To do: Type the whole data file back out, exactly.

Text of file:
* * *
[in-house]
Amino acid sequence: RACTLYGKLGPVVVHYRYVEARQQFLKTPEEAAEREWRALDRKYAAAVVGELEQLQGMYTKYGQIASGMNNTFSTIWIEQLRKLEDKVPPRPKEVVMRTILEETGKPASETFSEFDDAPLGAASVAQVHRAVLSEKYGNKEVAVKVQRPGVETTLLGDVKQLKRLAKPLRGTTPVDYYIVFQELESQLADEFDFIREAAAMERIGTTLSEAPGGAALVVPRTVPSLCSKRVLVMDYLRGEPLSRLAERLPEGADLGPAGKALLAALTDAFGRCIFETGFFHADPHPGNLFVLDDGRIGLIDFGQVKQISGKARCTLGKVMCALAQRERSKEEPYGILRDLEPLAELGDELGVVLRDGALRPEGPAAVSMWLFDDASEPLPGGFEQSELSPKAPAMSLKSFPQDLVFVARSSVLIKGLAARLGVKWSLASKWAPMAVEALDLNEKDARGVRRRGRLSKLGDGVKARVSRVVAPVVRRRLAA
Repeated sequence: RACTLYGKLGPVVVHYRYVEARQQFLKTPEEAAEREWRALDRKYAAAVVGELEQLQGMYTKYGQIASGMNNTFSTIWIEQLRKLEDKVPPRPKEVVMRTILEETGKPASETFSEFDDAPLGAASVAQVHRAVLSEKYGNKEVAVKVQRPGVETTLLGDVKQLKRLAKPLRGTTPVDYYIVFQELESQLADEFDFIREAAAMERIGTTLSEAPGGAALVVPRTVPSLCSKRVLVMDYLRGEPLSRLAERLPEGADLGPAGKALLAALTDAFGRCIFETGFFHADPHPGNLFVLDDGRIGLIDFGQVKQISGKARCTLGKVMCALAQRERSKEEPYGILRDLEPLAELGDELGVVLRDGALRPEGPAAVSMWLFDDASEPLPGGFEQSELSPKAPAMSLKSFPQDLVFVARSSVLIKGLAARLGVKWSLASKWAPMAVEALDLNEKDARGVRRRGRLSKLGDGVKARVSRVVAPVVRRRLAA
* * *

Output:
[in-house]
Amino acid sequence: RACTLYGKLGPVVVHYRYVEARQQFLKTPEEAAEREWRALDRKYAAAVVGELEQLQGMYTKYGQIASGMNNTFSTIWIEQLRKLEDKVPPRPKEVVMRTILEETGKPASETFSEFDDAPLGAASVAQVHRAVLSEKYGNKEVAVKVQRPGVETTLLGDVKQLKRLAKPLRGTTPVDYYIVFQELESQLADEFDFIREAAAMERIGTTLSEAPGGAALVVPRTVPSLCSKRVLVMDYLRGEPLSRLAERLPEGADLGPAGKALLAALTDAFGRCIFETGFFHADPHPGNLFVLDDGRIGLIDFGQVKQISGKARCTLGKVMCALAQRERSKEEPYGILRDLEPLAELGDELGVVLRDGALRPEGPAAVSMWLFDDASEPLPGGFEQSELSPKAPAMSLKSFPQDLVFVARSSVLIKGLAARLGVKWSLASKWAPMAVEALDLNEKDARGVRRRGRLSKLGDGVKARVSRVVAPVVRRRLAA
Repeated sequence: RACTLYGKLGPVVVHYRYVEARQQFLKTPEEAAEREWRALDRKYAAAVVGELEQLQGMYTKYGQIASGMNNTFSTIWIEQLRKLEDKVPPRPKEVVMRTILEETGKPASETFSEFDDAPLGAASVAQVHRAVLSEKYGNKEVAVKVQRPGVETTLLGDVKQLKRLAKPLRGTTPVDYYIVFQELESQLADEFDFIREAAAMERIGTTLSEAPGGAALVVPRTVPSLCSKRVLVMDYLRGEPLSRLAERLPEGADLGPAGKALLAALTDAFGRCIFETGFFHADPHPGNLFVLDDGRIGLIDFGQVKQISGKARCTLGKVMCALAQRERSKEEPYGILRDLEPLAELGDELGVVLRDGALRPEGPAAVSMWLFDDASEPLPGGFEQSELSPKAPAMSLKSFPQDLVFVARSSVLIKGLAARLGVKWSLASKWAPMAVEALDLNEKDARGVRRRGRLSKLGDGVKARVSRVVAPVVRRRLAA